Sea Surface Elevation and Bottom Pressure Anomalies due to Thermohaline Forcing. Part I: Isolated Perturbations*
Additional Document Info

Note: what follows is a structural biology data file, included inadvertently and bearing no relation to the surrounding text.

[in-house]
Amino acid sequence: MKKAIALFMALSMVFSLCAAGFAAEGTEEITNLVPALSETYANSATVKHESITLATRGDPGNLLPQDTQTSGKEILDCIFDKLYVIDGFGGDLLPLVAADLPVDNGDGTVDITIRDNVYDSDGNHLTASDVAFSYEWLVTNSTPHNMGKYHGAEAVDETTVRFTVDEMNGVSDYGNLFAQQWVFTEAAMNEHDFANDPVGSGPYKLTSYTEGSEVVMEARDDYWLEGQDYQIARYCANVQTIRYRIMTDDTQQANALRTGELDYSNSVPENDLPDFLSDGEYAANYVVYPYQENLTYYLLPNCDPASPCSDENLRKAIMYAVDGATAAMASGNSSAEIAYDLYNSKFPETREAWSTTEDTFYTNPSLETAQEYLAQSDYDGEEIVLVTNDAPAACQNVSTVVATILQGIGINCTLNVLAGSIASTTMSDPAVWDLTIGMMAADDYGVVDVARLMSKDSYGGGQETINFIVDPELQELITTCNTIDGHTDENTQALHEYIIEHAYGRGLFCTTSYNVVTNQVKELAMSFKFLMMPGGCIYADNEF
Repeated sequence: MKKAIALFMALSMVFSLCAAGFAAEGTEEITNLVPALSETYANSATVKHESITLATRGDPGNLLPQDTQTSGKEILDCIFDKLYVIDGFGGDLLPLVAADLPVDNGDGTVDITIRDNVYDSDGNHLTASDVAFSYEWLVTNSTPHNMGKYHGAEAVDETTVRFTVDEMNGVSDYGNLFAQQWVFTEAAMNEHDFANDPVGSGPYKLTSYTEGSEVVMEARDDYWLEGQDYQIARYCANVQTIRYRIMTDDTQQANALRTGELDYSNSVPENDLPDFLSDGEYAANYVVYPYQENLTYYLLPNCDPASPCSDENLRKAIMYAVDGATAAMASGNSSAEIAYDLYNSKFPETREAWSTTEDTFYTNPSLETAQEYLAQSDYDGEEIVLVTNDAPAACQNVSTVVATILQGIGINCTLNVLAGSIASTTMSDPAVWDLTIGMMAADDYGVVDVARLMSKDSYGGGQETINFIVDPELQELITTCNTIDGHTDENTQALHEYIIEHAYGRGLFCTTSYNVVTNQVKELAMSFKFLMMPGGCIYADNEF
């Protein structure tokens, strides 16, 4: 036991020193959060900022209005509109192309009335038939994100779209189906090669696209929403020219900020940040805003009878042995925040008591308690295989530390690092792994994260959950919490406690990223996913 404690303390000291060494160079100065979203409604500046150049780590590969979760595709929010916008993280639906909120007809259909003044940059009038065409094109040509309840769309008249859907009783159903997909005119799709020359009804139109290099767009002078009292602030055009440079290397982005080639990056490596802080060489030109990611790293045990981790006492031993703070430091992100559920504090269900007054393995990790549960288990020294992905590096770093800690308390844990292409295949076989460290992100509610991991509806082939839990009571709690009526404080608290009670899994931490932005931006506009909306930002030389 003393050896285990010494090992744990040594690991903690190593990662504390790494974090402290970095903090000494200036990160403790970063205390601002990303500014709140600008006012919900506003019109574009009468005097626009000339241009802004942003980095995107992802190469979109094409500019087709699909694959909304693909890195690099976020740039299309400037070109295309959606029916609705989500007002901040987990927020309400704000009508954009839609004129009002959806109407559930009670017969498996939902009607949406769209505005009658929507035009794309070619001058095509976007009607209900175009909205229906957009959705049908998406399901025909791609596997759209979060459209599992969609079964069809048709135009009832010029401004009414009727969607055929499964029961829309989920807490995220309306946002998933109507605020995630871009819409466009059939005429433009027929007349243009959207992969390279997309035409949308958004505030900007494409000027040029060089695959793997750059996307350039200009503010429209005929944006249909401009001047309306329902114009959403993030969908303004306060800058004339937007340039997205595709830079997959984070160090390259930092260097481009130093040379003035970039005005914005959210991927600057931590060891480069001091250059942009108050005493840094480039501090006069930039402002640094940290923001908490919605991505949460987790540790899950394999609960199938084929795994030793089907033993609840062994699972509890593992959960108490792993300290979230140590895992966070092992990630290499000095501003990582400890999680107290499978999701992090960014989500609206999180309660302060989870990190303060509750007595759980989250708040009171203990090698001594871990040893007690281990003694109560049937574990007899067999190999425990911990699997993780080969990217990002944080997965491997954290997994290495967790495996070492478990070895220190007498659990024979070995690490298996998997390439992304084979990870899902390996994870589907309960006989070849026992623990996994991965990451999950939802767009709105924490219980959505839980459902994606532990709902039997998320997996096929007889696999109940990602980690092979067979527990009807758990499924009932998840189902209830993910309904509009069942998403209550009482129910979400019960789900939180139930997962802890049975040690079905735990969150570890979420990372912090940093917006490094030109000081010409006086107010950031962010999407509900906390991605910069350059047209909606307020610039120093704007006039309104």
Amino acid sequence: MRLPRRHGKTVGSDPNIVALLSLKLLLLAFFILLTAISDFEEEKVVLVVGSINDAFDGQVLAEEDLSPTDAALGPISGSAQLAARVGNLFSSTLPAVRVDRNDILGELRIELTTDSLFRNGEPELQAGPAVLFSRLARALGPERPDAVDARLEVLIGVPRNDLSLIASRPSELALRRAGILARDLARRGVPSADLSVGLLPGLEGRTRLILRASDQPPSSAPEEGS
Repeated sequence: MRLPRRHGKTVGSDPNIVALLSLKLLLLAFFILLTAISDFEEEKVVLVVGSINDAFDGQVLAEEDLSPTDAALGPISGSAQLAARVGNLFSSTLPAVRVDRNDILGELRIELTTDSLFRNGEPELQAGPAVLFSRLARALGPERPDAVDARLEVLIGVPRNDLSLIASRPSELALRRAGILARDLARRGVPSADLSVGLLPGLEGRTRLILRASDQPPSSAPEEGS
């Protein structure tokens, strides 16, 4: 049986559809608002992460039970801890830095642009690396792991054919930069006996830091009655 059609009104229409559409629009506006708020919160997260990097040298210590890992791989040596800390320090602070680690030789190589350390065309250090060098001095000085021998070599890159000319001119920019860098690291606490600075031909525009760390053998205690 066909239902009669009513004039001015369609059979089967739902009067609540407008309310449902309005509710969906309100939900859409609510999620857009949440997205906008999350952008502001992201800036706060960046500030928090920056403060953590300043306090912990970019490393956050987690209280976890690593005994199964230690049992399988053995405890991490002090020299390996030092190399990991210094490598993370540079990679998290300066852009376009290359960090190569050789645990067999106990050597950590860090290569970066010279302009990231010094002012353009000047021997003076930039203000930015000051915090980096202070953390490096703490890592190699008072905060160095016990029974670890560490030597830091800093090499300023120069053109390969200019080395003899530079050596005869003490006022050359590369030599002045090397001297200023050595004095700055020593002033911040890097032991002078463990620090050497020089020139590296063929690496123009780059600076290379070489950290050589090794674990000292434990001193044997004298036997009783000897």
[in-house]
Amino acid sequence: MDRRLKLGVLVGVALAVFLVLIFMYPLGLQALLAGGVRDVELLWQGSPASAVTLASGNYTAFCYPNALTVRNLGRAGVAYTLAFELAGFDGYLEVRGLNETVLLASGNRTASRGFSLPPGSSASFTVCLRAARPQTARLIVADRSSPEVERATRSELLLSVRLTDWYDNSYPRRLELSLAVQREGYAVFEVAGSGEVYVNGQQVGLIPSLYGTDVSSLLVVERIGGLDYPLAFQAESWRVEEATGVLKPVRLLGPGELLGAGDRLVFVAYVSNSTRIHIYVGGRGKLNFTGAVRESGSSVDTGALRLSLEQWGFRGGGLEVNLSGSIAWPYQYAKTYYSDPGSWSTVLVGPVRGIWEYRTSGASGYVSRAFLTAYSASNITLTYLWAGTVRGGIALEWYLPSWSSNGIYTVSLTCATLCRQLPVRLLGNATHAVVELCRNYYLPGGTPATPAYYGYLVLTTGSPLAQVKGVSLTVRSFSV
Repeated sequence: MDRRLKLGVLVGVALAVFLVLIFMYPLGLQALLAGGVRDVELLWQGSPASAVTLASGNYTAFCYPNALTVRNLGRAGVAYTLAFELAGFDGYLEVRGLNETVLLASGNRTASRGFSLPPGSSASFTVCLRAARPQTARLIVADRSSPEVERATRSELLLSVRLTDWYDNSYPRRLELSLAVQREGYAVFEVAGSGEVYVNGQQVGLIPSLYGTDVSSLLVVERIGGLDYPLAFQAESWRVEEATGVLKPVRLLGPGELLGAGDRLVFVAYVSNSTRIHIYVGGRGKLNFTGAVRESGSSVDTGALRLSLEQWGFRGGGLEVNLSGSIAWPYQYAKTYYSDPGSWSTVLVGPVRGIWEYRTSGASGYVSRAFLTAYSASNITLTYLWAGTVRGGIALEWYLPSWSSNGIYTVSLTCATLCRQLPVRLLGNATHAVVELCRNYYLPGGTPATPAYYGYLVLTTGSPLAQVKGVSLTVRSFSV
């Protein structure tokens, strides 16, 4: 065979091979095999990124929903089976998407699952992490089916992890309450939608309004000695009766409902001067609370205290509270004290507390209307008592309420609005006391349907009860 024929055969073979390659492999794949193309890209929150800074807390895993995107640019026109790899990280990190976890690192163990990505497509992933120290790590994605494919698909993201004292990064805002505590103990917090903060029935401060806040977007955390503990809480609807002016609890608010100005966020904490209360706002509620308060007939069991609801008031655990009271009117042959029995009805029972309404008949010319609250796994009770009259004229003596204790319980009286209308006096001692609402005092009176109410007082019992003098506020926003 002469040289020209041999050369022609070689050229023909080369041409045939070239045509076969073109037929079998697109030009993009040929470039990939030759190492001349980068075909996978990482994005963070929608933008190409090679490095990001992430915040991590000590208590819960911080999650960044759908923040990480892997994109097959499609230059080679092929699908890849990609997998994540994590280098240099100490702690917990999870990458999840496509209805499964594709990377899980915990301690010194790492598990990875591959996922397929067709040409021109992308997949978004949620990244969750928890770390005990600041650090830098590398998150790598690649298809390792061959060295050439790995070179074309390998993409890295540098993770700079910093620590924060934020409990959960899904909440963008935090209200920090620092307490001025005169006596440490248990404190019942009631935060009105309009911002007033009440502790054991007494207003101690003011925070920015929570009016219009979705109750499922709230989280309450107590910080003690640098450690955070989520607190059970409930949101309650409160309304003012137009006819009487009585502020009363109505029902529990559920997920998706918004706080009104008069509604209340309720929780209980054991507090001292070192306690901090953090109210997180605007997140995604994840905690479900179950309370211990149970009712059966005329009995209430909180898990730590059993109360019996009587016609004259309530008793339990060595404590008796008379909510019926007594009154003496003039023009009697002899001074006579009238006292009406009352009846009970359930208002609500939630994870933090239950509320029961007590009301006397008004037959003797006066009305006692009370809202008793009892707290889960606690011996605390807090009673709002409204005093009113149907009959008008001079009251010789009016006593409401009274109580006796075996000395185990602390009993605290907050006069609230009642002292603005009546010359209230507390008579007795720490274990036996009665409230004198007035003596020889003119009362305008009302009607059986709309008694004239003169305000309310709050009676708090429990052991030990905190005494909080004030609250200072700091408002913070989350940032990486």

Sea surface elevation and bottom pressure anomalies due to thermohaline forcing are examined through analytical and numerical models, including Boussinesq and non-Boussinesq models. It is shown that Boussinesq approximations can introduce noticeable errors, depending on the spatial and temporal scales of the perturbations. According to the theory of geostrophic adjustment, when the initial perturbations have horizontal scales comparable to the barotropic radius of deformation, the initial pressure perturbations will be basically retained through the adjustment. On the other hand, if the initial perturbations have horizontal scales much smaller than the barotropic radius of deformation, the initial pressure perturbations will be largely lost. Precipitation has horizontal scales on the order of 10-100 km, much smaller than the barotropic radius of deformation. Thus, for timescales longer than days, the contribution from individual precipitation events to the local free surface elevation and bottom pressure is small and is difficult to identify from satellite data. On the other hand, thermal forcing has horizontal scales comparable to the barotropic radius of deformation, so its long-term contribution to sea surface height anomaly is noticeable and is easily identified from satellite data. Because Boussinesq models induce faulty sea surface height and bottom pressure signals, the errors introduced by these models are noticeable for anomalies in large-scale [O(1000 km)] thermohaline forcing.